Complete MySQL Backup from Linux command line

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Backups are an essential part of any online system, if you don’t have any backups then you will end losing all your information, which will make you lose time, money and even customers.

Today I will show you how to backup your databases using MySQLDump utility so you can backup and restore your databases one by one, or all at once using the Linux command line. MySQLDump allows you to generate MySQL backups of all your databases in simple text files for restore process, or to read the content and extract the information you need also. After you are done with this tutorial, you will know how to Backup a MySQL database and be able to integrate the commands into your own shell scripts. Let’s begin.

Requirements

Shell access to your VPS/Dedicated server: even you can run mysqldump from normal shells, this tutorial is based on root access, but you can simply replace the root user with the normal MySQL that has access to your database. If you don’t have shell access on your shared hosting account, you can get your own VPS from this two great companies:

Note: if you are running cPanel, you don’t need to specify the ‘-u root -p’ options.

Generate a MySQL Backup using MySQLDump

Backup a Single MySQL database

Replace “dbname” with your real database name.

 mysqldump dbname -u root -p > /backup/database.sql

Backup Multiple MySQL databases

Replace “db1 db2 db3″ with the real database names you wish to backup

 mysqldump --databases db1 db2 db3 -u root -p> /backup/multiple_databases.sql

Full MySQL backup of all your databases

As simple as that, the ‘–all-databases’ option will backup all your databases, including the ‘mysql’ database used by the MySQL server, this way you will preserve all privileges, users, passwords in case you are migrating the MySQL server from one host to another.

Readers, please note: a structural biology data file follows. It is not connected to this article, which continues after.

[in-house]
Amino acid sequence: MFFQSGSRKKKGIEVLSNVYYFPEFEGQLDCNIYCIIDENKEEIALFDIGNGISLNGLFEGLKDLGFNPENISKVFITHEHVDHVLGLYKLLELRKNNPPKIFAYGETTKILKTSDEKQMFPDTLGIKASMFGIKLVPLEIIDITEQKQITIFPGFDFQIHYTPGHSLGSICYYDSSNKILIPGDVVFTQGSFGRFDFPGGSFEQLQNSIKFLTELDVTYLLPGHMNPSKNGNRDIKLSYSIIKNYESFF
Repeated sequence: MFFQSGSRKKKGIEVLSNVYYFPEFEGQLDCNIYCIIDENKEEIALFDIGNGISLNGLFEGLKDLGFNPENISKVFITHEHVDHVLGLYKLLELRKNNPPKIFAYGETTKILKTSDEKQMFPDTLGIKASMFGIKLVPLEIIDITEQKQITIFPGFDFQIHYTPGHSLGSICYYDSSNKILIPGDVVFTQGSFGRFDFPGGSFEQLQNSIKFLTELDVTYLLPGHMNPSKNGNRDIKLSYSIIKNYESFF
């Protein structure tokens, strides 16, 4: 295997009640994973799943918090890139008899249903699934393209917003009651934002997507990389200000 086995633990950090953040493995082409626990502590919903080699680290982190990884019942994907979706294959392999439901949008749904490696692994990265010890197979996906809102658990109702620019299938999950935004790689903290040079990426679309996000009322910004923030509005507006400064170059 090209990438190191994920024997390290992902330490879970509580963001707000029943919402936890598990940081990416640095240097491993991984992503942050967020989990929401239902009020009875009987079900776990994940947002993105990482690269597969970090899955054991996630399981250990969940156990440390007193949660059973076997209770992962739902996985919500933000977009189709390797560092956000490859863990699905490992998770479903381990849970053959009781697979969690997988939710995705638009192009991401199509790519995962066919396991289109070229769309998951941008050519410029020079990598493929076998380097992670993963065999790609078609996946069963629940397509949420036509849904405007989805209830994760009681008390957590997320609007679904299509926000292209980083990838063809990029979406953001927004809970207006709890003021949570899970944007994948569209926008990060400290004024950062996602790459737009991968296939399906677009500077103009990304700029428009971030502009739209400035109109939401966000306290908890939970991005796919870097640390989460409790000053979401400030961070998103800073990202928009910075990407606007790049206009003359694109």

mysqldump –all-databases -u root -p > /backup/all-databases.sql

Restoring a MySQL Dump

MySQLDump backups files in plain text, the content of this backup files are simple SQL queries/commands, so when you need to restore the backups, the only thing you need to do is tell MySQL server that you need to run the commands inside the file. Following the previous examples, this is done in this way:

Restoring a Single MySQL database

Here you have to replcae “dbname” and use your real database name.

 mysql dbname -u root -p < /backup/database.sql

Restoring all databases from a full MySQL dump is almost the same.
Because you are dumping back all your databases into the core of your MySQL server, you don’t need to specify any databases at all. Finally, after you ran the command you see below restart MySQL server so it can apply the new privileges from your .sql file.

 mysql -u root -p < /backup/all-databases.sql /etc/init.d/mysqld restart

Important: if your database is too big (a few GBs) you may experience some high load average or get queued connections for your http server, this happens because when you generate a dump, MySQL locks all tables, and on small website this is almost unnoticeable, but on big websites it can take you down. For such cases you can try to setup a MySQL Slave and run the MySQL dumps there, that way you won’t affect your Master server.

 

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